It is not just bald eagles keeping an eye on the North Island.
Marine Wardens are also watching from the sky at Eagle Eye – a land-based monitoring station situated on a cliff opposite the Robson Bight (Michael Bigg) Ecological Reserve.
Robson Bight Marine Warden Manager, Marie Fournier, was at the season launch event at Telegraph Cove in late June to talk about what the warden program does.
The Robson Bight Marine Warden Program, which also includes water-based monitoring and an educational component, keeps an eye on vessels and marine mammal populations, and educates boaters and kayakers about the reserve and their impacts on it.
The reserve was established in 1982 by BC Parks to protect key habitats for Northern resident killer whales, (also known as Bigg’s type), and prevent whale harassment by people.
The reserve also offers unique opportunities to conduct research, and observe whales, and serves to protect a pristine estuary, shoreline and vegetated slopes.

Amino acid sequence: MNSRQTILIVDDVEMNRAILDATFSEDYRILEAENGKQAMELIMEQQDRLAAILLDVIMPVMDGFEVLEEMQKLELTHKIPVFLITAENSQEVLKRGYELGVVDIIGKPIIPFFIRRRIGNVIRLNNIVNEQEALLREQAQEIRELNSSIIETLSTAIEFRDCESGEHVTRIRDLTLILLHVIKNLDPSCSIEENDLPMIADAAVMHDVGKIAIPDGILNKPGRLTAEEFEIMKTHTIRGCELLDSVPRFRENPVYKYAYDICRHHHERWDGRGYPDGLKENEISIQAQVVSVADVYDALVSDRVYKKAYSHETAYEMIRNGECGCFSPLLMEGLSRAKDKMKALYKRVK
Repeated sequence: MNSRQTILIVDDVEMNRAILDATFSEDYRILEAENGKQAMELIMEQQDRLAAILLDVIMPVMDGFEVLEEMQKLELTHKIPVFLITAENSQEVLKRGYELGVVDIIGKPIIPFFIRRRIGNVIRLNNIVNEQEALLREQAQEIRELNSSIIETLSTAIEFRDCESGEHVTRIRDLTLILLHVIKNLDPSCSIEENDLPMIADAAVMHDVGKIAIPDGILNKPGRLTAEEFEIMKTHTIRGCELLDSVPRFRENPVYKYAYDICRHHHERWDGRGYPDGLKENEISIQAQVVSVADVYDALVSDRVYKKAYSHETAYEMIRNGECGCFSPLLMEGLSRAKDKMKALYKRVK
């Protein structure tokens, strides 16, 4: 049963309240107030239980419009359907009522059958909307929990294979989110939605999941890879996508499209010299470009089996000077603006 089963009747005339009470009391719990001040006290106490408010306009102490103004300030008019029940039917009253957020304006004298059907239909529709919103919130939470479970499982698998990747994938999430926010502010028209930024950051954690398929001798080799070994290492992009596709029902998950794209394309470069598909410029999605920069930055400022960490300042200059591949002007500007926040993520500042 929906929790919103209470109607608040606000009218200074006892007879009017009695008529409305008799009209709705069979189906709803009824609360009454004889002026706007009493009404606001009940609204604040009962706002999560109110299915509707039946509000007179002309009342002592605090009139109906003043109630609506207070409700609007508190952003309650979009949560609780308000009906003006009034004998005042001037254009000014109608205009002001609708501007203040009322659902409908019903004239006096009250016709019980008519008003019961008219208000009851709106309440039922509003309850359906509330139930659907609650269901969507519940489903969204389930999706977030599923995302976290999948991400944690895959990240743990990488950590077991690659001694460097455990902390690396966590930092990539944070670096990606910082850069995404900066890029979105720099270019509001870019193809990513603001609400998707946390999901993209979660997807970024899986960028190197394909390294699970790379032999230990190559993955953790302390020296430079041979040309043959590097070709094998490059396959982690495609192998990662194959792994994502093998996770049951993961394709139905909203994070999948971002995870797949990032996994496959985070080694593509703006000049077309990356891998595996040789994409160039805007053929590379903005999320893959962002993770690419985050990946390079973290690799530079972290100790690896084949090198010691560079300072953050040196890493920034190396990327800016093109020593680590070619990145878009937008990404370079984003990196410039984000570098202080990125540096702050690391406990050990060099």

The reserve was designated for the protection, because this is a unique area where killer whales often come to rub their bodies along the underwater beaches. BC Parks wanted to “create a space so the whales could do these behaviours without boats around,” Fournier said, although “the beach rubbing is decreasing over the years.”
Last year, wardens on the water made contact with 170 vessels – 40 per cent were on the reserve, she said. The Warden program began in 1987.
The program was operated by Bion Research Inc. from 1991 to 1999; by Beaveridge Contracting from 2000 to 2002; and the Johnstone Strait Killer Whale Interpretive Centre Society in 2003 and 2004. Cetus Research & Conservation Society was established in January of 2005 and has operated the warden program since then.
Cetus is a non-profit, marine conservation society which operates in the waters around Alert Bay and Victoria.